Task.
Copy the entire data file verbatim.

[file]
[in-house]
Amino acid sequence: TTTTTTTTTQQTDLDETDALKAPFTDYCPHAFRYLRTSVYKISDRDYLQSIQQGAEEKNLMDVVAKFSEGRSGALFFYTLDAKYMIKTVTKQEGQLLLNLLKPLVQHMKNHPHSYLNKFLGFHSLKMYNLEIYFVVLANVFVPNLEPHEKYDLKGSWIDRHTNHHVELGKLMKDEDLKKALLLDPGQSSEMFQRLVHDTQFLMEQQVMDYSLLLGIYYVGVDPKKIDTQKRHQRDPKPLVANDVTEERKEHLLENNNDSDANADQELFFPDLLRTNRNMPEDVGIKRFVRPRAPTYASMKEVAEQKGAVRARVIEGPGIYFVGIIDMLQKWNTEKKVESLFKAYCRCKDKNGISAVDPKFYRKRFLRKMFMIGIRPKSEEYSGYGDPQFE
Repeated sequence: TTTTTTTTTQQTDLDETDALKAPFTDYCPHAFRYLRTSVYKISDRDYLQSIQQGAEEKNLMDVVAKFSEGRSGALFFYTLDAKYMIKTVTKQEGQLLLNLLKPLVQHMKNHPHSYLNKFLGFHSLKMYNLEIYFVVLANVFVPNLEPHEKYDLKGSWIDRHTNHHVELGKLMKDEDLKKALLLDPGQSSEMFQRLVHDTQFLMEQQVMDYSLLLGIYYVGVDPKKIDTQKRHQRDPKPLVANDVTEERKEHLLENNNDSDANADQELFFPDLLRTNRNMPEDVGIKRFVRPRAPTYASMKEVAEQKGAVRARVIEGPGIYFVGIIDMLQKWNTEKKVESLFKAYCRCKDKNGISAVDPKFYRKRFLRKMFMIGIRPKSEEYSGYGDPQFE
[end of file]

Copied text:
[in-house]
Amino acid sequence: TTTTTTTTTQQTDLDETDALKAPFTDYCPHAFRYLRTSVYKISDRDYLQSIQQGAEEKNLMDVVAKFSEGRSGALFFYTLDAKYMIKTVTKQEGQLLLNLLKPLVQHMKNHPHSYLNKFLGFHSLKMYNLEIYFVVLANVFVPNLEPHEKYDLKGSWIDRHTNHHVELGKLMKDEDLKKALLLDPGQSSEMFQRLVHDTQFLMEQQVMDYSLLLGIYYVGVDPKKIDTQKRHQRDPKPLVANDVTEERKEHLLENNNDSDANADQELFFPDLLRTNRNMPEDVGIKRFVRPRAPTYASMKEVAEQKGAVRARVIEGPGIYFVGIIDMLQKWNTEKKVESLFKAYCRCKDKNGISAVDPKFYRKRFLRKMFMIGIRPKSEEYSGYGDPQFE
Repeated sequence: TTTTTTTTTQQTDLDETDALKAPFTDYCPHAFRYLRTSVYKISDRDYLQSIQQGAEEKNLMDVVAKFSEGRSGALFFYTLDAKYMIKTVTKQEGQLLLNLLKPLVQHMKNHPHSYLNKFLGFHSLKMYNLEIYFVVLANVFVPNLEPHEKYDLKGSWIDRHTNHHVELGKLMKDEDLKKALLLDPGQSSEMFQRLVHDTQFLMEQQVMDYSLLLGIYYVGVDPKKIDTQKRHQRDPKPLVANDVTEERKEHLLENNNDSDANADQELFFPDLLRTNRNMPEDVGIKRFVRPRAPTYASMKEVAEQKGAVRARVIEGPGIYFVGIIDMLQKWNTEKKVESLFKAYCRCKDKNGISAVDPKFYRKRFLRKMFMIGIRPKSEEYSGYGDPQFE